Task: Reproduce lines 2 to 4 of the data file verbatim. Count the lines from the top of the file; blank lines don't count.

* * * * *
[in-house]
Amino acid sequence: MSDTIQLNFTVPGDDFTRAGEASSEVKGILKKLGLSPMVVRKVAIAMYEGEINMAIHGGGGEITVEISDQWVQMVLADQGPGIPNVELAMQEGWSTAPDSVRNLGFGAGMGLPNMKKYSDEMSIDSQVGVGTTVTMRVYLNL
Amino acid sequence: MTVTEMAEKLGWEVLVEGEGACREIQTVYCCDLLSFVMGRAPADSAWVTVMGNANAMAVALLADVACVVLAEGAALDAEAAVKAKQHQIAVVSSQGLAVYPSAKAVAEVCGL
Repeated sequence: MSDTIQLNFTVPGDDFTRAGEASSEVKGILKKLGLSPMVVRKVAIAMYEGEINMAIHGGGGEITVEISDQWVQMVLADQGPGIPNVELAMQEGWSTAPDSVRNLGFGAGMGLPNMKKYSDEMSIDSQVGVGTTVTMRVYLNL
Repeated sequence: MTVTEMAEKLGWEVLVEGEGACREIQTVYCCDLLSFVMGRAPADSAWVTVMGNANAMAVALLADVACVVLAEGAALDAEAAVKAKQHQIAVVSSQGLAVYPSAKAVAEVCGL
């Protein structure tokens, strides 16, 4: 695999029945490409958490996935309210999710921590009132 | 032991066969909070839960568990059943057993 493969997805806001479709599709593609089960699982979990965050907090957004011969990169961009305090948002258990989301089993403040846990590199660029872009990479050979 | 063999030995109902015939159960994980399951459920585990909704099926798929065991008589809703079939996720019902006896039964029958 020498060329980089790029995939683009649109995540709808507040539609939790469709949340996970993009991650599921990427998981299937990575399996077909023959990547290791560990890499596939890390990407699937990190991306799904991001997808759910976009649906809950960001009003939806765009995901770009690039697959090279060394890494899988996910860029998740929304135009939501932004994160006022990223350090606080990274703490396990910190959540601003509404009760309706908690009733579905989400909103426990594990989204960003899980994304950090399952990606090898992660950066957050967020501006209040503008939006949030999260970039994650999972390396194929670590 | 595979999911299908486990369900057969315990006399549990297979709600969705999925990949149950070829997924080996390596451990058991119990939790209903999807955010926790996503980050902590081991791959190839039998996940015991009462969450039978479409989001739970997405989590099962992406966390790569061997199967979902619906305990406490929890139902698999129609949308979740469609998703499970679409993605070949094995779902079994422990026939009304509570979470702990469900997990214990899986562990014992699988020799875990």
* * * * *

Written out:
Amino acid sequence: MSDTIQLNFTVPGDDFTRAGEASSEVKGILKKLGLSPMVVRKVAIAMYEGEINMAIHGGGGEITVEISDQWVQMVLADQGPGIPNVELAMQEGWSTAPDSVRNLGFGAGMGLPNMKKYSDEMSIDSQVGVGTTVTMRVYLNL
Amino acid sequence: MTVTEMAEKLGWEVLVEGEGACREIQTVYCCDLLSFVMGRAPADSAWVTVMGNANAMAVALLADVACVVLAEGAALDAEAAVKAKQHQIAVVSSQGLAVYPSAKAVAEVCGL
Repeated sequence: MSDTIQLNFTVPGDDFTRAGEASSEVKGILKKLGLSPMVVRKVAIAMYEGEINMAIHGGGGEITVEISDQWVQMVLADQGPGIPNVELAMQEGWSTAPDSVRNLGFGAGMGLPNMKKYSDEMSIDSQVGVGTTVTMRVYLNL